Back to the Penn Line Atlantic

Well, I got the whole thing assembled, and decorated, and it looked beautiful... but wouldn't run. It *had* been.... So I've been fighting
shorts, and bad power packs, but now I've got a major problem: one of the drivers on the axle with the gear is loose. I've tried Crazy Gluing it without taking it apart, and that seems to have just given up the ghost.
Tonight, I took it mostly apart, and tried to force-fit it over the axle... and it's still loose. I'm thinking that the hole in the wheel is worn at this point.
So far, I've had two ideas: first, to Crazy Glue it again, this time from both sides, or second, to tin the axle with some solder and then force-fit it on.
Or I could spend still more money, and buy a new wheelset from Bowser.
Suggestions? Recommendations?
mark "and it looked gorgeous...."
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mark wrote:

Best bet is a new driver set.
Trying to re-install the present driver on the same axle is fr5ought with problems. Quartering Present 'loose' condition possibly points to 'Lead Pest', 'Zamac Dry Rot', or any of he many other possible names. Of you proposed methods, the 'tinning the axle end' to increase it's size is the best possible method, but you need to make sure that you don't end up with the wheel being 'off center', as well as maintaining the 'quartering'. Missing by just a whiff of a Thousandth will show up as a quite noticible 'lurch' as the loco moves down the track.
Chuck D.
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[ Snip ] loose wheel

You might try one of the Loctite products instead of crazy glue. Some of the products require torch and sledge hammer to separate parts once attached. Make sure you get the quartering exact or you'll have to go on to your next option.

--
Bill Kaiser
snipped-for-privacy@mtholyoke.edu
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mark wrote:

I gather this was an ancient 2nd hand loco, and not a kit bought recently from Bowser. I suggest you buy all new wheel sets. That way you'll be sure that all wheel sets are solid, and the quartering will be the same for all. Besides, you've invested a lot of time and effort in this loco, so what's a few dollars more to get it to run right?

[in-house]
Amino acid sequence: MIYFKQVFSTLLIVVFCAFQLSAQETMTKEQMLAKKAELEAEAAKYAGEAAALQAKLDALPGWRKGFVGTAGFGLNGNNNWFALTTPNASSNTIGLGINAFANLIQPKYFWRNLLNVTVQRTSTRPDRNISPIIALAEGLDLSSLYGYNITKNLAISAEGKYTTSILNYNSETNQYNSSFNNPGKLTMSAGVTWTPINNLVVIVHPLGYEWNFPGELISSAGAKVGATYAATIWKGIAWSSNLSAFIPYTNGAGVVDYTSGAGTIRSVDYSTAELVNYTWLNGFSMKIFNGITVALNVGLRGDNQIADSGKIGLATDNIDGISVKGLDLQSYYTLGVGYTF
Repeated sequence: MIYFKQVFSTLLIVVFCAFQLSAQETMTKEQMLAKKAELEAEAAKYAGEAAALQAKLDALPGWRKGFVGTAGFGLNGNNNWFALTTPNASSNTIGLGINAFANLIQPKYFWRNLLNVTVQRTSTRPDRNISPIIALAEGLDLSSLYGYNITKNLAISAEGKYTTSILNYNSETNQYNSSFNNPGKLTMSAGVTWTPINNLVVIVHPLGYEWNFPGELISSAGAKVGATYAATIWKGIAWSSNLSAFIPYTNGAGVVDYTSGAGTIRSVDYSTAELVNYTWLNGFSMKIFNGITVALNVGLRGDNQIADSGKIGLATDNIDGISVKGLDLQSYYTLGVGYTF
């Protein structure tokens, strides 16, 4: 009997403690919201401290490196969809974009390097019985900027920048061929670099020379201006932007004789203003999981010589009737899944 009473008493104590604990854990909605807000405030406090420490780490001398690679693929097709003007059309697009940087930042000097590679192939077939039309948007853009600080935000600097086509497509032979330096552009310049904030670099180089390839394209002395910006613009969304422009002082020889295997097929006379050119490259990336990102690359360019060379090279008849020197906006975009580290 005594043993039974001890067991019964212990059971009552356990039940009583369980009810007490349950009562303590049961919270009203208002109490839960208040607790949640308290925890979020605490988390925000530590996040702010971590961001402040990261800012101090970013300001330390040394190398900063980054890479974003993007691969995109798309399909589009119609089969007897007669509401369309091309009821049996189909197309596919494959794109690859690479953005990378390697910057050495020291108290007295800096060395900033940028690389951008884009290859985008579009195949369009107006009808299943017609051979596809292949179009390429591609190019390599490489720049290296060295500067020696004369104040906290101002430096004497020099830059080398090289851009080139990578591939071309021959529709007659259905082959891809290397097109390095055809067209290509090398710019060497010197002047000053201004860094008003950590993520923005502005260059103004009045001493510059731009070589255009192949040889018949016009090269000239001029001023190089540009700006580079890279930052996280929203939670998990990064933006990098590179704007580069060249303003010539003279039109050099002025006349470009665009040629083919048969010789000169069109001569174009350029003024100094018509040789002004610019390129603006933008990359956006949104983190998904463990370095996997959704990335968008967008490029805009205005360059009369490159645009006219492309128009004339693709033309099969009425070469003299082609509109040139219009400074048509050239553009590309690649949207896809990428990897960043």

Charles Davis alluded to 'Lead Pest', 'Zamac Dry Rot', etc. If you want to know the gory details, try Wikipedia. It's bad.
Good luck.
--
wolf k.

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Wolf K. wrote:

I've already spent more than I would have if I'd bought it new from dealers....

Sorry, neither google nor wikipedia knows anything about either phrase. Care to explain?
mark
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Try *zinc pest*. HTH
Jerry
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snipped-for-privacy@hotmail.com wrote:

<snip>
That's *weird* - "zinc pest" gets nothing, but *zinc pest* gets all the hits I need.
Anyway, no, this is probably very late fifties/early sixties, and made in the US (Penn Line, and *everything* that came with it was in bags with Bowser on the card.
The motor, on the other hand, seems to be *incredibly* touchy. No contact, contact, *loosen* the screw at the back that holds it together, it moves more, and on, and on....
mark
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mark wrote:

Ah, yes, Pittman motor design and the march of time.
The motor shaft bearings are 'more or less spherical sintered bronze, with a shaft sized hole through them. They are held in place with a brass collar forcing them against a tapered hole in the end plates. That 'force fit'[and drying of grease & oil] doesn't do anything to align the hole in the bearing accurately with the armature shaft. any 'mis-alignment' causes 'drag' for the rotation of the armature. The FIX, is to free up that semi-solid mount of the bearings, so that they can align themselves with the armature shaft.
Chuck D.
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Charles Davis wrote:

Chuck is right IMO. Oil/grease oxidises and turns into a varnish-like substance. Use a light oil or contact cleaner/lube to loosen it. Wiggle the shaft and spin it by hand. Clip leads to the motor and run it a minute or so in each direction, wiggle shaft and spin it by hand, reapply the light oil. Then dunk the whole thing into a bowl of methyl alcohol, and turn on the juice. There will no danger of fire because there's no air in the meths. Run it a a minute or so in each direction. Turn off the power before lifting the motor out of the bowl. Let the motor dry, and apply light oil to the bearings. This method will also clean the commutator, leaving it very dry, so a minute drop of contact lube should be applied.
You may also find that shim between the frame and the motor will help align the mesh between worm and gear. The worm must not bottom out on the gear.